Today’s guest for the SAT (Successful Author Talk) is Mia Bartok, author of THE WONDERLING. Winner of the 2011 National Book Critics Circle Award for Autobiography, Mira Bartok is an artist and writer living in Massachusetts. Her writing has been nominated for a Pushcart Prize and has been noted in The Best American Essays 1999 and other anthologies. She is the author of over 28 books for children and author/illustrator of the New York Times bestselling memoir and ALA Notable book, THE MEMORY PALACE, published by Free Press/Simon & Schuster.
Are you a Planner or Pantster?
A little bit of both! I’m a planner, but am always open to sudden change.
How long does it typically take you to write a novel, start to finish?
Since this is my first one, I guess there’s nothing typical about it! It took me about 2 ½ years from start to finish, including all the illustrations and rewrites. Long days of writing and intense nights of drawing!
Do you work on one project at a time, or are you a multi-tasker?
If a project is huge, like The Wonderling, I go full steam ahead on that project. However, I always have other things going on in different stages for the times when I have breaks. Right now, I have several things in the queue: a book of stories for adults, the start of a collaborative illustrated novel with a friend, a YA trilogy that’s part graphic novel, and several picture books that are half finished. And then…there’s that poetry book that’s in the drawer….and the series of collages with strange monsters….a couple podcasts and…and…now I’m nervous I won’t live long enough to finish them all!
Have you ever quit on an ms, and how did you know it was time?
I wrote the first draft of nonfiction book on the history of wonder (called The Book of Wonder) right after my memoir, The Memory Palace and before I began The Wonderling. I felt a lot of pressure to write another nonfiction book and so I gave it a rather unenthusiastic try. I knew it was time to stop when my agent left me this message, after reading some of my short stories: “Mira, I get it now. You’ve been trying to write about wonder— but these stories are wonder. You should do what’s in your heart, and it seems like what’s in your heart is fiction right now.”
Who is your agent and how did you get that “Yes!” out of them?
My agent is Jennifer Gates from Aevitas Creative Management in NYC. I knew her a little before she was my agent because her ex-husband and my husband used to play in a band together. I never thought to ask her about representation because I didn’t want to seem opportunistic. (I know. That was stupid!) I called her up after I finished my first draft of The Memory Palace because I needed advice on how to gently and kindly fire my first agent who was lovely, but just not right for me. Jen gave me great advice and then immediately asked to see my manuscript. I thought she was just being nice. She wasn’t. ☺ She read it overnight and the rest is history. I simply adore her!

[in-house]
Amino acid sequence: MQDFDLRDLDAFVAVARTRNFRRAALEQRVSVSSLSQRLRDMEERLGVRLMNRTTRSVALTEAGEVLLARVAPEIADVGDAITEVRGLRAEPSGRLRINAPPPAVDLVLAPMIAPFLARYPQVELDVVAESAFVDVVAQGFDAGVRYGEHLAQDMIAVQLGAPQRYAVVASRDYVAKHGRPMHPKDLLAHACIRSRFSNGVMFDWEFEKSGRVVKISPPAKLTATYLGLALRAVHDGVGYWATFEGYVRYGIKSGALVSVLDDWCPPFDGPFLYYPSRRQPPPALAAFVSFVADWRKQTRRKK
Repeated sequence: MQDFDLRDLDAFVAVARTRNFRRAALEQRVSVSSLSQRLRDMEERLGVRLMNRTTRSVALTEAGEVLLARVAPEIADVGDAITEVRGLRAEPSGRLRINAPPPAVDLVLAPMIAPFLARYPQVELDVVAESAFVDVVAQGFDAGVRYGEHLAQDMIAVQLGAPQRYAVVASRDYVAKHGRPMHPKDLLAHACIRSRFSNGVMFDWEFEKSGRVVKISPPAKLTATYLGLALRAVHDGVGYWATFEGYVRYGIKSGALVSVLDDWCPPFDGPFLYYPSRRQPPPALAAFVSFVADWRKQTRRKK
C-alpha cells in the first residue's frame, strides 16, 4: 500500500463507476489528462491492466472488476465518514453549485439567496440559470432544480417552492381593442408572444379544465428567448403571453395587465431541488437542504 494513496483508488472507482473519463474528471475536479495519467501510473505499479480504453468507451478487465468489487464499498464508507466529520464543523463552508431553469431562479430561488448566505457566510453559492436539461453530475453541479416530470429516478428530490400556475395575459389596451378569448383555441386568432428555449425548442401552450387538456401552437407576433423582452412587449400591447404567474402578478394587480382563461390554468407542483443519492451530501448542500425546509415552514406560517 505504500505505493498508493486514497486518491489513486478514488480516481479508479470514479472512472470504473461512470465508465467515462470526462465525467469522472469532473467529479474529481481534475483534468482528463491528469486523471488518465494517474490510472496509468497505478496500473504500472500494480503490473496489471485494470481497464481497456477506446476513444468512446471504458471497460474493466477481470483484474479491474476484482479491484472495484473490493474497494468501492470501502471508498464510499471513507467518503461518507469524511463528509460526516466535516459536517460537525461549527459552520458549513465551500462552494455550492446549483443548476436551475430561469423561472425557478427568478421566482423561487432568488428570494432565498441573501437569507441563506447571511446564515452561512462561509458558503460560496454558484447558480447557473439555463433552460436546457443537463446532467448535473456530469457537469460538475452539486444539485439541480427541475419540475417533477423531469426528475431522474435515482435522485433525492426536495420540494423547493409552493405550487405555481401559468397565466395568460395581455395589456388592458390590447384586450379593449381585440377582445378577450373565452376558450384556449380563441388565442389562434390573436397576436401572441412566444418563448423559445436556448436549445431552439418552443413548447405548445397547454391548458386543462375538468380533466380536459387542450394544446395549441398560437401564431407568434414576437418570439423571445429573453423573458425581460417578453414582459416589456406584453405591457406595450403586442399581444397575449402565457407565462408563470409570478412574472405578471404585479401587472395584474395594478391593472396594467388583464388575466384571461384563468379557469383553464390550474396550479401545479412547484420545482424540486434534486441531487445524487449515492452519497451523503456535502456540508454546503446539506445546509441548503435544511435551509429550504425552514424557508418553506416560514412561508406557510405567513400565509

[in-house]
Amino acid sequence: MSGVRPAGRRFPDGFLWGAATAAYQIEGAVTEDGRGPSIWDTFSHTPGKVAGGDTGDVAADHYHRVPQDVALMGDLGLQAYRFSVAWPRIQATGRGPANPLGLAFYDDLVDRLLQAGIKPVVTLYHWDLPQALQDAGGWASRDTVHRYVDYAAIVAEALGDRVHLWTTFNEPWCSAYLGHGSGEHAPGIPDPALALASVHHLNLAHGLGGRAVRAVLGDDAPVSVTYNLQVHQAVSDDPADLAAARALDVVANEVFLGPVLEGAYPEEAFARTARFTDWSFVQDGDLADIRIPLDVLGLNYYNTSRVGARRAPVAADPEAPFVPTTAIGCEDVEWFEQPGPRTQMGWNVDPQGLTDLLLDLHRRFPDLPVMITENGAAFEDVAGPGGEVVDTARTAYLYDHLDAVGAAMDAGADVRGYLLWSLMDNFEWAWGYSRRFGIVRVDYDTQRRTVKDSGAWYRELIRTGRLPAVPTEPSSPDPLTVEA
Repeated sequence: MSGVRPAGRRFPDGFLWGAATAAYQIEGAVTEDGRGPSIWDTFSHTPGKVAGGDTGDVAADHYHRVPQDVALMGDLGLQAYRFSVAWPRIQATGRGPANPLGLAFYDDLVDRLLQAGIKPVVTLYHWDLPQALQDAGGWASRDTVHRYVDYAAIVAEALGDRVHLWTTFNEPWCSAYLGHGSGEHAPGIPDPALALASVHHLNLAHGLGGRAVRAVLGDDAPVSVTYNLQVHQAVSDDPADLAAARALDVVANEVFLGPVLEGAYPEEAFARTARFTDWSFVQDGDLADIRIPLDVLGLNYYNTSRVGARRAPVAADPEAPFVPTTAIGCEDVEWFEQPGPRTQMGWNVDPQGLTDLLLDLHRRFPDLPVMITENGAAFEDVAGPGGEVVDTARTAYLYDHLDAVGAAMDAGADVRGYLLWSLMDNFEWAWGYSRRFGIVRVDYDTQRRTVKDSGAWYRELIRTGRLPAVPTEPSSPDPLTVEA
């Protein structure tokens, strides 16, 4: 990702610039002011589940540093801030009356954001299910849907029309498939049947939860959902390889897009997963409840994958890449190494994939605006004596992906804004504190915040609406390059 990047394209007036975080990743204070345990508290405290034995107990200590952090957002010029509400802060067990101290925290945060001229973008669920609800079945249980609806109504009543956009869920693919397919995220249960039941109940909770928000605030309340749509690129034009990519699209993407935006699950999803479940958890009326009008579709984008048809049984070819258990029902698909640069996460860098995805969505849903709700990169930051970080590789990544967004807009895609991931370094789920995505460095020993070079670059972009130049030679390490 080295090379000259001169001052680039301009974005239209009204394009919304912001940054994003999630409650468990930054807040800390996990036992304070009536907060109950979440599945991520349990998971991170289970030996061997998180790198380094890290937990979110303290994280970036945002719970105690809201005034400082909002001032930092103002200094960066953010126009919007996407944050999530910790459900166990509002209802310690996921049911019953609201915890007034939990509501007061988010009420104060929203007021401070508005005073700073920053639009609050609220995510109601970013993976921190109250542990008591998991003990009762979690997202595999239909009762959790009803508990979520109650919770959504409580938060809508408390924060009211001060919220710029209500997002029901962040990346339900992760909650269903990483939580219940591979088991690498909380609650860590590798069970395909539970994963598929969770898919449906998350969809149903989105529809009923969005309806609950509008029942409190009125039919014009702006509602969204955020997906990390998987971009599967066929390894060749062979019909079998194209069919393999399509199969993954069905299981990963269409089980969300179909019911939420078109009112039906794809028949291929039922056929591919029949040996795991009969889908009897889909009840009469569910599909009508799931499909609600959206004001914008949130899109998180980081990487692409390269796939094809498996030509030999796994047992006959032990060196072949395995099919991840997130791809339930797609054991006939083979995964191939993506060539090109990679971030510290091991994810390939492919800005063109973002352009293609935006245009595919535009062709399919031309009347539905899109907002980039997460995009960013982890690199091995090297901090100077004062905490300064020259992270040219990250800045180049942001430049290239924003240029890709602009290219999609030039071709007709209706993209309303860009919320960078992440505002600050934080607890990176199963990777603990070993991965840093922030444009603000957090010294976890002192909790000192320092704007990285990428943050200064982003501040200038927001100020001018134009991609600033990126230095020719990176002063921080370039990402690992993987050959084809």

Any advice to aspiring writers out there on conquering query hell?
Although I never had to query agents, I would say, knowing the business like I now do, writers really need to do their homework. They need to know what kind of work the agent represents, and also, send the most polished sample they have. There are so many great websites and books out there on this process. It’s worth taking one’s time and researching the info. Also, I know a lot of writers meet great agents at writing conferences, like Bread Loaf or other places. If you take a long time to write a book, your book deserves the same care to find the right person to represent it.
How did it feel the first time you saw your book for sale?
I had four books come out simultaneously, all nonfiction books on ancient and living cultures for middle grade children from a series I created from 1990-98. Suddenly, I saw them in every bookstore window in Chicago, my home town. I just couldn’t believe it! I had never intended to write books, so it felt like a very strange surprise. I also had another feeling, which was: who am I now? I had always been a working artist in the avant-garde gallery world and now suddenly I am writing children’s books? So I suppose I had mixed feelings. Happy, confused, concerned…but mostly happy.
How much input do you have on cover art?
I’ve had a lot of input on every single cover. Lucky me!
What’s something you learned from the process that surprised you?
I learned that illustrating one’s own book is one of the hardest things on this planet!
How much of your own marketing do you?
I used to have a blog but don’t anymore. I’m on Facebook and Twitter. I do as much as I am able to handle while living with a brain injury. I get overwhelmed by too much input, especially online. But before a book comes out, I do do a lot on Facebook and Twitter, and also send out emails.
When do you build your platform? After an agent? Or should you be working before?
I have always approached making books not from building a platform or having a brand (I kind of cringe when I hear those words—sorry!) but from the belief that one should write the most extraordinary and beautiful thing possible. That is the most important thing of all. A strong, lyrical voice and a story full of heart come first. The rest is secondary.
Do you think social media helps build your readership?
I don’t really know. I know I’ve connected with some people on social media, but most of my deeper connections have happened in person—at book events, conferences, bookstores, and through friends of friends. Most of the people I connect with on twitter are medievalists, climate change scientists, folklorists, and mapmakers—all things I’m interested in. I don’t know if a single one would read my books. As for Facebook, it’s a huge mix, and probably I have many more readers there. But my favorite way to connect with readers is through the ancient art of telling someone a story, face to face. Now, that’s magic!